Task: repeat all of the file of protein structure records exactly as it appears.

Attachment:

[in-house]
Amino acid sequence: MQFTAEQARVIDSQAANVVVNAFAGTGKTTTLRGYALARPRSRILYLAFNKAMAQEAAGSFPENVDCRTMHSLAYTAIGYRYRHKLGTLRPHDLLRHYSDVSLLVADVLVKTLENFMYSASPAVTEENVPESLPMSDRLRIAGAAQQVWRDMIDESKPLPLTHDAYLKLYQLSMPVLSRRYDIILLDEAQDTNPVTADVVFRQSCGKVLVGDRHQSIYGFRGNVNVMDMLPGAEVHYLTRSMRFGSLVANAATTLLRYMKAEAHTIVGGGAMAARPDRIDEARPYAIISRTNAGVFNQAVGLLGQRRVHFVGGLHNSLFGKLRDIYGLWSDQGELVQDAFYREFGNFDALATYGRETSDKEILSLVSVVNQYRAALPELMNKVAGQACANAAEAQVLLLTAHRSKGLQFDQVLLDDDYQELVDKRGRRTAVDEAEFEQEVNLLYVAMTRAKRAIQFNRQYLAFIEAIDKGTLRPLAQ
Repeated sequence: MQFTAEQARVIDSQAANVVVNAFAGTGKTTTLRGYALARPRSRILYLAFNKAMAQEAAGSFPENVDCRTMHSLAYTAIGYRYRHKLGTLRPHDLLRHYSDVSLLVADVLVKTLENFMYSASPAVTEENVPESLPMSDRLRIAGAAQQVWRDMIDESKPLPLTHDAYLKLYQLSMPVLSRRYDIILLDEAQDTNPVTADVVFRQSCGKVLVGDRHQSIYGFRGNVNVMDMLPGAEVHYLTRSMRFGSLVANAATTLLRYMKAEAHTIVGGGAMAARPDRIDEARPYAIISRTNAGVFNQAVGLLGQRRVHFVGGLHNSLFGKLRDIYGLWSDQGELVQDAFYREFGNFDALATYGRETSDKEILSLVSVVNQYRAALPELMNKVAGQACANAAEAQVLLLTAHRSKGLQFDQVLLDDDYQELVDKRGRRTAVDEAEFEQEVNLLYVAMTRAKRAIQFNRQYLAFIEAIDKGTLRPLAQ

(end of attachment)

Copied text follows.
[in-house]
Amino acid sequence: MQFTAEQARVIDSQAANVVVNAFAGTGKTTTLRGYALARPRSRILYLAFNKAMAQEAAGSFPENVDCRTMHSLAYTAIGYRYRHKLGTLRPHDLLRHYSDVSLLVADVLVKTLENFMYSASPAVTEENVPESLPMSDRLRIAGAAQQVWRDMIDESKPLPLTHDAYLKLYQLSMPVLSRRYDIILLDEAQDTNPVTADVVFRQSCGKVLVGDRHQSIYGFRGNVNVMDMLPGAEVHYLTRSMRFGSLVANAATTLLRYMKAEAHTIVGGGAMAARPDRIDEARPYAIISRTNAGVFNQAVGLLGQRRVHFVGGLHNSLFGKLRDIYGLWSDQGELVQDAFYREFGNFDALATYGRETSDKEILSLVSVVNQYRAALPELMNKVAGQACANAAEAQVLLLTAHRSKGLQFDQVLLDDDYQELVDKRGRRTAVDEAEFEQEVNLLYVAMTRAKRAIQFNRQYLAFIEAIDKGTLRPLAQ
Repeated sequence: MQFTAEQARVIDSQAANVVVNAFAGTGKTTTLRGYALARPRSRILYLAFNKAMAQEAAGSFPENVDCRTMHSLAYTAIGYRYRHKLGTLRPHDLLRHYSDVSLLVADVLVKTLENFMYSASPAVTEENVPESLPMSDRLRIAGAAQQVWRDMIDESKPLPLTHDAYLKLYQLSMPVLSRRYDIILLDEAQDTNPVTADVVFRQSCGKVLVGDRHQSIYGFRGNVNVMDMLPGAEVHYLTRSMRFGSLVANAATTLLRYMKAEAHTIVGGGAMAARPDRIDEARPYAIISRTNAGVFNQAVGLLGQRRVHFVGGLHNSLFGKLRDIYGLWSDQGELVQDAFYREFGNFDALATYGRETSDKEILSLVSVVNQYRAALPELMNKVAGQACANAAEAQVLLLTAHRSKGLQFDQVLLDDDYQELVDKRGRRTAVDEAEFEQEVNLLYVAMTRAKRAIQFNRQYLAFIEAIDKGTLRPLAQ